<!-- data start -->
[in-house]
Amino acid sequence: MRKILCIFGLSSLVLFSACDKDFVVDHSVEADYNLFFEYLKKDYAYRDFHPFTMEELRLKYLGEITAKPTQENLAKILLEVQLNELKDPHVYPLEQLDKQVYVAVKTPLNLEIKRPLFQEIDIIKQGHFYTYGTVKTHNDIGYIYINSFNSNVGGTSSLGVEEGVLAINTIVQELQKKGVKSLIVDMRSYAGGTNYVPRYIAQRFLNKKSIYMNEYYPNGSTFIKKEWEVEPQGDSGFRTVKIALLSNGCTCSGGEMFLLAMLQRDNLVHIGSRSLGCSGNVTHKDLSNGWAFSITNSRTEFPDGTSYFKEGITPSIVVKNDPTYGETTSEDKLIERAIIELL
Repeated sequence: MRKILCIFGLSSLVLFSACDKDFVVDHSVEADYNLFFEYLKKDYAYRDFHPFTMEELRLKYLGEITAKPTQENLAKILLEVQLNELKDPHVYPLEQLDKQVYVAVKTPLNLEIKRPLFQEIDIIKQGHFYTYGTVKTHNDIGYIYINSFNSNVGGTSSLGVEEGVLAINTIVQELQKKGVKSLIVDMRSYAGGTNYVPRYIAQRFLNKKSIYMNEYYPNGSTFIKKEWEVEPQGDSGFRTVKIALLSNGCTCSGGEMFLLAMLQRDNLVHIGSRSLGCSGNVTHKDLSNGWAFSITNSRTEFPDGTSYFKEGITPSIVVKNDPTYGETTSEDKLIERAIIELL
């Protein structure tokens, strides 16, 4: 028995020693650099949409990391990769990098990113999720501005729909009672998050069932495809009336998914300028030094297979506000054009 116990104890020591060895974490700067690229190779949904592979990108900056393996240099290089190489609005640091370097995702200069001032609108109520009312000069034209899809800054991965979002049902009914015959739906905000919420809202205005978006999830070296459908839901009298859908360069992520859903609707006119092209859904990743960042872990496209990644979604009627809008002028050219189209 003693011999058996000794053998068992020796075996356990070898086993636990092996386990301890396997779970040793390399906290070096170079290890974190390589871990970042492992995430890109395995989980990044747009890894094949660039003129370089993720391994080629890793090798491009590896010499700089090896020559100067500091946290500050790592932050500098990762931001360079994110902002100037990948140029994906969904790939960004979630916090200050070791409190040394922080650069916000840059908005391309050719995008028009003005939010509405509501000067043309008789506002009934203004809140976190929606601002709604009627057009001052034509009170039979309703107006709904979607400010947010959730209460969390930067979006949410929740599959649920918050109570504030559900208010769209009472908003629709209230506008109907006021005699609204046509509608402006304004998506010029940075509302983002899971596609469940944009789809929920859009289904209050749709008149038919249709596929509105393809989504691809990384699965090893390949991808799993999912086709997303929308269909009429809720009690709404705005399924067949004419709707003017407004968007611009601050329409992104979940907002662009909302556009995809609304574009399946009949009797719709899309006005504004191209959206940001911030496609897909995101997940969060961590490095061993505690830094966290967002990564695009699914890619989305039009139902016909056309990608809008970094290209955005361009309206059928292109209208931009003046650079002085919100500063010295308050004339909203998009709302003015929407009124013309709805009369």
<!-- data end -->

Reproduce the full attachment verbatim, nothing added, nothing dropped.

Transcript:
[in-house]
Amino acid sequence: MRKILCIFGLSSLVLFSACDKDFVVDHSVEADYNLFFEYLKKDYAYRDFHPFTMEELRLKYLGEITAKPTQENLAKILLEVQLNELKDPHVYPLEQLDKQVYVAVKTPLNLEIKRPLFQEIDIIKQGHFYTYGTVKTHNDIGYIYINSFNSNVGGTSSLGVEEGVLAINTIVQELQKKGVKSLIVDMRSYAGGTNYVPRYIAQRFLNKKSIYMNEYYPNGSTFIKKEWEVEPQGDSGFRTVKIALLSNGCTCSGGEMFLLAMLQRDNLVHIGSRSLGCSGNVTHKDLSNGWAFSITNSRTEFPDGTSYFKEGITPSIVVKNDPTYGETTSEDKLIERAIIELL
Repeated sequence: MRKILCIFGLSSLVLFSACDKDFVVDHSVEADYNLFFEYLKKDYAYRDFHPFTMEELRLKYLGEITAKPTQENLAKILLEVQLNELKDPHVYPLEQLDKQVYVAVKTPLNLEIKRPLFQEIDIIKQGHFYTYGTVKTHNDIGYIYINSFNSNVGGTSSLGVEEGVLAINTIVQELQKKGVKSLIVDMRSYAGGTNYVPRYIAQRFLNKKSIYMNEYYPNGSTFIKKEWEVEPQGDSGFRTVKIALLSNGCTCSGGEMFLLAMLQRDNLVHIGSRSLGCSGNVTHKDLSNGWAFSITNSRTEFPDGTSYFKEGITPSIVVKNDPTYGETTSEDKLIERAIIELL
């Protein structure tokens, strides 16, 4: 028995020693650099949409990391990769990098990113999720501005729909009672998050069932495809009336998914300028030094297979506000054009 116990104890020591060895974490700067690229190779949904592979990108900056393996240099290089190489609005640091370097995702200069001032609108109520009312000069034209899809800054991965979002049902009914015959739906905000919420809202205005978006999830070296459908839901009298859908360069992520859903609707006119092209859904990743960042872990496209990644979604009627809008002028050219189209 003693011999058996000794053998068992020796075996356990070898086993636990092996386990301890396997779970040793390399906290070096170079290890974190390589871990970042492992995430890109395995989980990044747009890894094949660039003129370089993720391994080629890793090798491009590896010499700089090896020559100067500091946290500050790592932050500098990762931001360079994110902002100037990948140029994906969904790939960004979630916090200050070791409190040394922080650069916000840059908005391309050719995008028009003005939010509405509501000067043309008789506002009934203004809140976190929606601002709604009627057009001052034509009170039979309703107006709904979607400010947010959730209460969390930067979006949410929740599959649920918050109570504030559900208010769209009472908003629709209230506008109907006021005699609204046509509608402006304004998506010029940075509302983002899971596609469940944009789809929920859009289904209050749709008149038919249709596929509105393809989504691809990384699965090893390949991808799993999912086709997303929308269909009429809720009690709404705005399924067949004419709707003017407004968007611009601050329409992104979940907002662009909302556009995809609304574009399946009949009797719709899309006005504004191209959206940001911030496609897909995101997940969060961590490095061993505690830094966290967002990564695009699914890619989305039009139902016909056309990608809008970094290209955005361009309206059928292109209208931009003046650079002085919100500063010295308050004339909203998009709302003015929407009124013309709805009369």